We have been called names, asked if we were there for certain sexual acts, and of course, everyone is assumed to be homosexual. These are humiliations that I must endure if I am to maintain my walking schedule at Greasewood Park. My senior citizen friends have filed complaints with the police department.
I will write to every council member and strongly suggest that Chief Richard Miranda does not get one more cent until they develop priorities that fight crimes against law-abiding citizens.
--Stanley A. Carpenter
An interesting fact: While the nostalgia for the hippie Beetle is admirable, young people today would be doing far less damage to the environment by driving one of today's new SUVs than an older-model car with poor pollution controls ("What Are They Good For," Opinion, Jan. 22). The Beetle got two to three times better gas mileage, but new motors with modern pollution controls burn about 97 percent cleaner than before. That's about 30 times cleaner per gallon of gas burned. That means roughly 10 or 15 times cleaner per mile driven.
It's a good thing everyone on the road today isn't driving an old Beetle. Of course, if we all drove modern small cars, we could get the additional gas mileage factor as well. Isn't technology wonderful?
How could Renée Downing (and everyone else on the roads) not understand what SUVs are good for? Perhaps it seems so clear to me, because I was not part of that Birkenstock, granola, save-the-whale, commune era of yours.
I came at the tail end of that period, emerging as a product of the '70s. It was "me" who now mattered--enough to selfishly lay claim to the whole "me" generation. Thoughtfulness and integrity was boring and passé! If cool couldn't be stated by what you drove or by some designer label, then your status was quickly ranked as unworthy
I've been trying to avoid being blunt about it, but the clear and simple truth about the SUV is that it's still about size! I can't tell you how many times I have laughed hysterically at the enormous sperm utility vehicles pulsating their bass over the driver's heads, beneath their bumpers.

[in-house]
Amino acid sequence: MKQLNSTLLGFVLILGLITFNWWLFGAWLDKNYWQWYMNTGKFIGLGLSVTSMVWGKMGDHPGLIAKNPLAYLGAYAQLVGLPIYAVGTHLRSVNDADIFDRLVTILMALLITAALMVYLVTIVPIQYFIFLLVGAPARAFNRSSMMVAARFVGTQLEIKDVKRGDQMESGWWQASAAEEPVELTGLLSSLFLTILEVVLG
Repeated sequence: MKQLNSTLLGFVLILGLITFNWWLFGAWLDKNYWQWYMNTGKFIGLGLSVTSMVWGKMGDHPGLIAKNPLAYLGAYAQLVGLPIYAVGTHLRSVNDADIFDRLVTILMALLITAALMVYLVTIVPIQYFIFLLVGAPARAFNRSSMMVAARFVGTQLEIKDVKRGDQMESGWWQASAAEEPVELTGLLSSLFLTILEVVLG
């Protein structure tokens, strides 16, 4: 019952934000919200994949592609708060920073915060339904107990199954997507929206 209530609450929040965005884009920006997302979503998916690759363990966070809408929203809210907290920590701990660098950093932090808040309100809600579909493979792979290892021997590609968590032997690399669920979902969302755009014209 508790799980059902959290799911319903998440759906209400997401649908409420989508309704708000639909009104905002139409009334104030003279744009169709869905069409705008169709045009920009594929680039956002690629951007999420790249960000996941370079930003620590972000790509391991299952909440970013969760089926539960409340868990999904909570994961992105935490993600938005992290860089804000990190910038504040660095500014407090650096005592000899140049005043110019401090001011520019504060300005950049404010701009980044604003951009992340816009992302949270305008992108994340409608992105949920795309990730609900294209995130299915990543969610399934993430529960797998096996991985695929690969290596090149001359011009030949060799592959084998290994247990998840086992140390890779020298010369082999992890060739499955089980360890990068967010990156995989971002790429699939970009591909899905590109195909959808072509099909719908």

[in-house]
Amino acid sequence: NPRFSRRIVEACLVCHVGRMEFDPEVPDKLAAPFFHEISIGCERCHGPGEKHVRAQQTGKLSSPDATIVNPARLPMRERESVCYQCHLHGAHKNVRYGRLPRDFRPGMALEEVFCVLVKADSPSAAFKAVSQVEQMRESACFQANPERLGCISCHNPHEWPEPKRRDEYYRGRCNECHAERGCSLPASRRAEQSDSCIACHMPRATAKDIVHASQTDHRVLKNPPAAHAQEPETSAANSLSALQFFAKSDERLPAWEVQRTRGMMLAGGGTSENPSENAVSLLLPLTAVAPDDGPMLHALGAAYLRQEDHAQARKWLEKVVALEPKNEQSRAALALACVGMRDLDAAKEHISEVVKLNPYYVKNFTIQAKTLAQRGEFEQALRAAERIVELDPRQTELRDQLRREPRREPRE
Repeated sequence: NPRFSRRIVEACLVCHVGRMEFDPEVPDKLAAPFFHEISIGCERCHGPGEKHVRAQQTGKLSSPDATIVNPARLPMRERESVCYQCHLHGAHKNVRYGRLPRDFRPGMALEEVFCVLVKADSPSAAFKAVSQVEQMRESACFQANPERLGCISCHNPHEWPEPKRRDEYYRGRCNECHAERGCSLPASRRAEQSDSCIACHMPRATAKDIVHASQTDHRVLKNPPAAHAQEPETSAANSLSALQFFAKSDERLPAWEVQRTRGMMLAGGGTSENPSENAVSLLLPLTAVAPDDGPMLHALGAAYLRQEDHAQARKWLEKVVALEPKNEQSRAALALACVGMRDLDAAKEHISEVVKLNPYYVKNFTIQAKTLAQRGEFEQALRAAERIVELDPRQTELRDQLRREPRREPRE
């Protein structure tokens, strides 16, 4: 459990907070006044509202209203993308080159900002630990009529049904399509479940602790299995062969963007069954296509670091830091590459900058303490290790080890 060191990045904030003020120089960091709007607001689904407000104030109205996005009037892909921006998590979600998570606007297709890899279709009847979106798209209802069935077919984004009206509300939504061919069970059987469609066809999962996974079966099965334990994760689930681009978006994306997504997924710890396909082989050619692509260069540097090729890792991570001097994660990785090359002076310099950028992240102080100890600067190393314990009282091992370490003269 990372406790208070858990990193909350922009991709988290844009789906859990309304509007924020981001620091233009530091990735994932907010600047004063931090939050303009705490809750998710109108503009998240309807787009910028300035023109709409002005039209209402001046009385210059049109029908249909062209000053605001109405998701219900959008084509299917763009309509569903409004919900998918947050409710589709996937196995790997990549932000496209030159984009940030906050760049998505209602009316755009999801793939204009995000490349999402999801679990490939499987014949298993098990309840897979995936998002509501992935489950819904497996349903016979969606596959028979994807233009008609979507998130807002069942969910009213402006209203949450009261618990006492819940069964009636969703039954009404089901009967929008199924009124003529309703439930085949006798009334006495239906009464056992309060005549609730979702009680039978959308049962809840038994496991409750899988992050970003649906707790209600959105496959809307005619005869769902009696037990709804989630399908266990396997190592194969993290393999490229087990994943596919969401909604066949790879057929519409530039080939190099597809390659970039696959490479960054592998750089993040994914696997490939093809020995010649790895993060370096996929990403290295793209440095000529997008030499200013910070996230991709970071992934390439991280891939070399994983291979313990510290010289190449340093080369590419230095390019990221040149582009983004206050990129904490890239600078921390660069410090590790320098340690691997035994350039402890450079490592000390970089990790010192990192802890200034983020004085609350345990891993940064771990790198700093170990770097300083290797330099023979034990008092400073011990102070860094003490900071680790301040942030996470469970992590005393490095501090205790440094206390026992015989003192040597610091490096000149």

I see you! I see your axles, your tire tread and four-wheel drive. I hear your conversations and feel your vibrations before I've even left the house! So you don't need to keep pulling it out and waving it in front of me, OK? IT'S BIG! I GET IT! IT'S HUGE, IN FACT!
Thanks for letting me have some fun with this issue.
The sound of jets overhead may resemble many things, but freedom is not among them ("Disturbing the Peace," Currents, Jan. 29 and "I Like the Noise of Blaring Jets," Mailbag, Feb. 12). An analysis of sources from the federal government and oil industry publications reveals some curious insights.
Given a static rate of world consumption measured in 2001, the current known reserves of oil will last just less than 36 years. The additional volume of new reserves found each year has been in steady decline since the late 1960s. Our current rate of discovery adds only one barrel of oil for every four burned. The United States, which represents less than 5 percent of the world's population, is responsible for 25 percent of its daily oil consumption. Natural gas is similar, and only outlasts oil by about a dozen years.
As the armed forces restructure from an organization designed to fight a war and then come home, to one that is prepared to rotate its entire force through constant deployment, the true nature of our involvement in the Middle East becomes apparent: Every abundance we take for granted--food, medicine and shelter, for instance--is totally dependent upon an unceasing flow of cheap hydrocarbons. No other source of energy is as efficient at producing the lowly calorie. No other source of energy is staged to replace oil to continue the relative level of energy dependence we have placed ourselves in.
Call it what you want, but while there is an ounce of hydrocarbon left to hurtle steel through air, the sound emanating in its wake is that of addiction, ignorance, hubris, and a million other things other than freedom.